Michael Condron | Interview

Michael Condron | Interview

Bruiser Theatre Company  • The 39 Steps 

By Conor O’Neill

Lyric Theatre favourite Michael Condron again treads its hallowed boards in Bruiser Theatre Company and the Lyric’s adaptation of Alfred Hitchcock’s spy thriller The 39 Steps. CultureHUB caught up with him mid-rehearsals for a quick chat about his latest venture.

His CV is impressive with stage productions including Macbeth, Much Ado About Nothing, A Very Weird Manor, Christmas Eve Can Kill You, The Interrogation of Ambrose Forgarty, to list just a few. TV roles have seen him in Fairytales, The Tudors and Game of Thrones. As versatile as he is hardworking, Condron has also starred in BBC Radio Ulster’s hit Number Twos, while the big screen saw him act in Keith Lemon the Movie.

Asked how he got into acting, he simply shrugs and says: “People just thought I would be good at it and it’s worked out so far.” Such humility can hardly explain his litany of constant and diverse work. As with most of director Lisa May’s plays, all four cast members play multiple roles demanding quick costume changes, accents, mannerisms, and a hands-on movement of set changes.

As to how he got the part, Michael explains, “I have worked on four shows with Lisa and Bruiser and I’ve done about 12 or 13 shows at the Lyric so it was the perfect combination for me to get back to the Lyric. My main character is that of a clown alongside Liam Jeavons, and those two characters embody the majority of the other characters of the play. There are no main characters as such, just a lot of different characters but at a base level I’m just a clown.”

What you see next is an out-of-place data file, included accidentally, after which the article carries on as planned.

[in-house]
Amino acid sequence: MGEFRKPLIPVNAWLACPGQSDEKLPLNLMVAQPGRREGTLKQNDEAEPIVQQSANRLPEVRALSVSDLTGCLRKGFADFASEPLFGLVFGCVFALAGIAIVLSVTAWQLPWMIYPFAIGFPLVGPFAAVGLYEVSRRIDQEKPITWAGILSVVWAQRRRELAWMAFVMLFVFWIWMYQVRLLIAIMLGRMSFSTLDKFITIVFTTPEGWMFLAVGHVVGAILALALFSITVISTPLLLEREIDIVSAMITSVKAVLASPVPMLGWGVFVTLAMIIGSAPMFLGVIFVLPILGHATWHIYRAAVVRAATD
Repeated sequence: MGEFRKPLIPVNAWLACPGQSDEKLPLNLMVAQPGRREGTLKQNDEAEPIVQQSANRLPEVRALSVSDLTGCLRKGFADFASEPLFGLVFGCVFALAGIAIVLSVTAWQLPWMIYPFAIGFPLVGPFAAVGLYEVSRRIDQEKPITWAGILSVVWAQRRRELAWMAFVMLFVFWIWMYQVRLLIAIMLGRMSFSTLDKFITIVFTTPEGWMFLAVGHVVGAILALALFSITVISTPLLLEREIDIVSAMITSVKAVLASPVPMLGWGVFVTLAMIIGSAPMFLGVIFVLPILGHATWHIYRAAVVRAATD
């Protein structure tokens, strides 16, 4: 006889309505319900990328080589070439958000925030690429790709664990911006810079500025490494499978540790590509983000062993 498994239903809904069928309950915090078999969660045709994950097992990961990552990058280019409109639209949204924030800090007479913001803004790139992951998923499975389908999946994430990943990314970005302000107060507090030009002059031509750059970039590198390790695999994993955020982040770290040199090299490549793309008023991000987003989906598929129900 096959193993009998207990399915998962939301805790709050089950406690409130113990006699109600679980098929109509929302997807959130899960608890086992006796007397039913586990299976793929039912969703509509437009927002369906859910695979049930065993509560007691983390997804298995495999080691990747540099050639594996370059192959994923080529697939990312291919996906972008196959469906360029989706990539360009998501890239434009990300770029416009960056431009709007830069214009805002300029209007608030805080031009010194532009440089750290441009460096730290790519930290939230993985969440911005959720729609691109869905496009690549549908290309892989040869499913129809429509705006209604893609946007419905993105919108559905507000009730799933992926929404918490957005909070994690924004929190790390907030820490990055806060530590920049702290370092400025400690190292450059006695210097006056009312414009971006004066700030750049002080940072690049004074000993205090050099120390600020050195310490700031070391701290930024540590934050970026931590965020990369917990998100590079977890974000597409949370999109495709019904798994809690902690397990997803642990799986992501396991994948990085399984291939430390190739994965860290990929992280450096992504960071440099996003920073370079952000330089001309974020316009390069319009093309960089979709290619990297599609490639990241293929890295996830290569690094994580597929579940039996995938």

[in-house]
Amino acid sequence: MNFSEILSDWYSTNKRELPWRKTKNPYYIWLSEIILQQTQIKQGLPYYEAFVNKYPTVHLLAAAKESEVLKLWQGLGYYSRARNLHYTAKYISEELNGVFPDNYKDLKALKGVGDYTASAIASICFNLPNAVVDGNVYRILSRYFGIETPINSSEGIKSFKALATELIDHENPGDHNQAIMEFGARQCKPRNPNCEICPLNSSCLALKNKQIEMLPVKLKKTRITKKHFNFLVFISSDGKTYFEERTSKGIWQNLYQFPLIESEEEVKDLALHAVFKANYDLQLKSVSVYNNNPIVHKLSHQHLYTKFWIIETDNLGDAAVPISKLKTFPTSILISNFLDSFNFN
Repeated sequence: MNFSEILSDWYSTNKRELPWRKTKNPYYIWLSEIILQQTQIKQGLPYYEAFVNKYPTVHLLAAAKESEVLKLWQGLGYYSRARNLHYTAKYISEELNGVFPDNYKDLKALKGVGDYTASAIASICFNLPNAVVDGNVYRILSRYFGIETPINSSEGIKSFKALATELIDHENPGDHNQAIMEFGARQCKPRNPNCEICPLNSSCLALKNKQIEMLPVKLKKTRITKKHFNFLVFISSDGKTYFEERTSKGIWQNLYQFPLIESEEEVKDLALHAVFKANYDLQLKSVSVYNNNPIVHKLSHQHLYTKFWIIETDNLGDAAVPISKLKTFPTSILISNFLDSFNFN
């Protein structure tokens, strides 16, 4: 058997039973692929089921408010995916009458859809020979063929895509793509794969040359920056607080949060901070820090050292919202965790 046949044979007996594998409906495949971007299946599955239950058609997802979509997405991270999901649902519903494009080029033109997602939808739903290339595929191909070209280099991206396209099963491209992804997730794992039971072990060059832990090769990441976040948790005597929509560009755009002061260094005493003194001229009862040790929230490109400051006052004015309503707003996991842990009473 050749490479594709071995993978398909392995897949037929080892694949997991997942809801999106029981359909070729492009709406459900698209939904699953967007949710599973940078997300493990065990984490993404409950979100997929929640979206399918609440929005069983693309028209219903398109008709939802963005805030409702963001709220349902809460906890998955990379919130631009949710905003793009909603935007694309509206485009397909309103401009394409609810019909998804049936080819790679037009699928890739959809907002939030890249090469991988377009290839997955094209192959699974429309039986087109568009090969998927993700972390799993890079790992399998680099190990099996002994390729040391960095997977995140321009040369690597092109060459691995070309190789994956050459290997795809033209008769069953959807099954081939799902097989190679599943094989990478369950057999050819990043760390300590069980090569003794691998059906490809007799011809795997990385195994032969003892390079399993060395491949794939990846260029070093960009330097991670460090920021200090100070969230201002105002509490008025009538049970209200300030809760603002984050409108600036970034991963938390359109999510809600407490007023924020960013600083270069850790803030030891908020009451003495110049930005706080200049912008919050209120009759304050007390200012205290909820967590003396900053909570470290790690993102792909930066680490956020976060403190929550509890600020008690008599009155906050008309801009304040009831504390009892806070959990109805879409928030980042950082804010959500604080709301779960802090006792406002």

With 139 characters featuring in the piece, CultureHUB asks about the technicalities of the show. Condron says: “The main part is changing characters very quickly. There’s one main scene were Liam and myself are playing maybe six or seven different characters every other sentence. We received the script maybe three or four weeks in advance, and there’s not a lot of words to learn but it’s quite like a dance at times because the movement has to be so fluid, so most of the work will be done in the rehearsal space.”

One would suspect on receiving a script an actor would research and deliberate over past productions and the movie, but Condron is quick to point out that, “I don’t do that as I don’t want to be influenced by other people’s work on the production, and I don’t want to feel like I’m taking from past works. I haven’t watched the film or previous productions of the show. I like to work from my own ideas and if it works, it works and if it doesn’t well, it’s up to the people watching. We rely on Lisa so much and the success of Bruiser using this format that she’s so good at.” Speaking of May’s direction, Michael says, “With Lisa the set changes, which are great, are almost like another scene, very much choreographed and the four of us work hard to make the piece fluid.”

On theatre work as opposed to film, television or radio work, Condron explains, “Five minutes before a show you’re asking yourself why do I do this; it’s petrifying, but when you’re in a bar after the show enjoying a nice glass of wine, there’s no better feeling.” He is quick to add that during a run he never reads reviews: “Again, like I said before, I don’t want anyone’s view to influence what I and we are doing during a run.”

From a man who drifted into acting, star of many great productions but still getting the jitters before a performance, 29 March will see him and his cohorts bring a film and theatre classic to life. I know I’ll be attending, and going by the buzz among theatre circles, this is one not to be missed.

The 39 Steps runs at the Lyric Theatre from 29 March – 16 April

For booking details visit lyrictheatre.co.uk or phone the box office on 02890 381081

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